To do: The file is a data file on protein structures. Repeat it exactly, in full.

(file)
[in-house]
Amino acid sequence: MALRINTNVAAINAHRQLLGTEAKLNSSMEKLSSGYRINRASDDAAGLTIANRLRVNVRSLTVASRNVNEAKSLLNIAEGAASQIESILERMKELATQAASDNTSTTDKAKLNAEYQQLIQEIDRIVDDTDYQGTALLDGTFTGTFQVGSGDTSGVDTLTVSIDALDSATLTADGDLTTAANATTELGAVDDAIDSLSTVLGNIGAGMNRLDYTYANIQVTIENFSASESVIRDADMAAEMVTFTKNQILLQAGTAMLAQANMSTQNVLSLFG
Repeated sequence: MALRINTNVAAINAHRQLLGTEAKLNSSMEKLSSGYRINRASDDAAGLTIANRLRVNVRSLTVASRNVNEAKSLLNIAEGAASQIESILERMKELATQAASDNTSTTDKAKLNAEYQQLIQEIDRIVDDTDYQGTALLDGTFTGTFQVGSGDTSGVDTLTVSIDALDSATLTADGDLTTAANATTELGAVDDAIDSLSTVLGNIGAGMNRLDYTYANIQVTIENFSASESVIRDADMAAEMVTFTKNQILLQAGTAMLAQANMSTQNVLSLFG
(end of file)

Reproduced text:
[in-house]
Amino acid sequence: MALRINTNVAAINAHRQLLGTEAKLNSSMEKLSSGYRINRASDDAAGLTIANRLRVNVRSLTVASRNVNEAKSLLNIAEGAASQIESILERMKELATQAASDNTSTTDKAKLNAEYQQLIQEIDRIVDDTDYQGTALLDGTFTGTFQVGSGDTSGVDTLTVSIDALDSATLTADGDLTTAANATTELGAVDDAIDSLSTVLGNIGAGMNRLDYTYANIQVTIENFSASESVIRDADMAAEMVTFTKNQILLQAGTAMLAQANMSTQNVLSLFG
Repeated sequence: MALRINTNVAAINAHRQLLGTEAKLNSSMEKLSSGYRINRASDDAAGLTIANRLRVNVRSLTVASRNVNEAKSLLNIAEGAASQIESILERMKELATQAASDNTSTTDKAKLNAEYQQLIQEIDRIVDDTDYQGTALLDGTFTGTFQVGSGDTSGVDTLTVSIDALDSATLTADGDLTTAANATTELGAVDDAIDSLSTVLGNIGAGMNRLDYTYANIQVTIENFSASESVIRDADMAAEMVTFTKNQILLQAGTAMLAQANMSTQNVLSLFG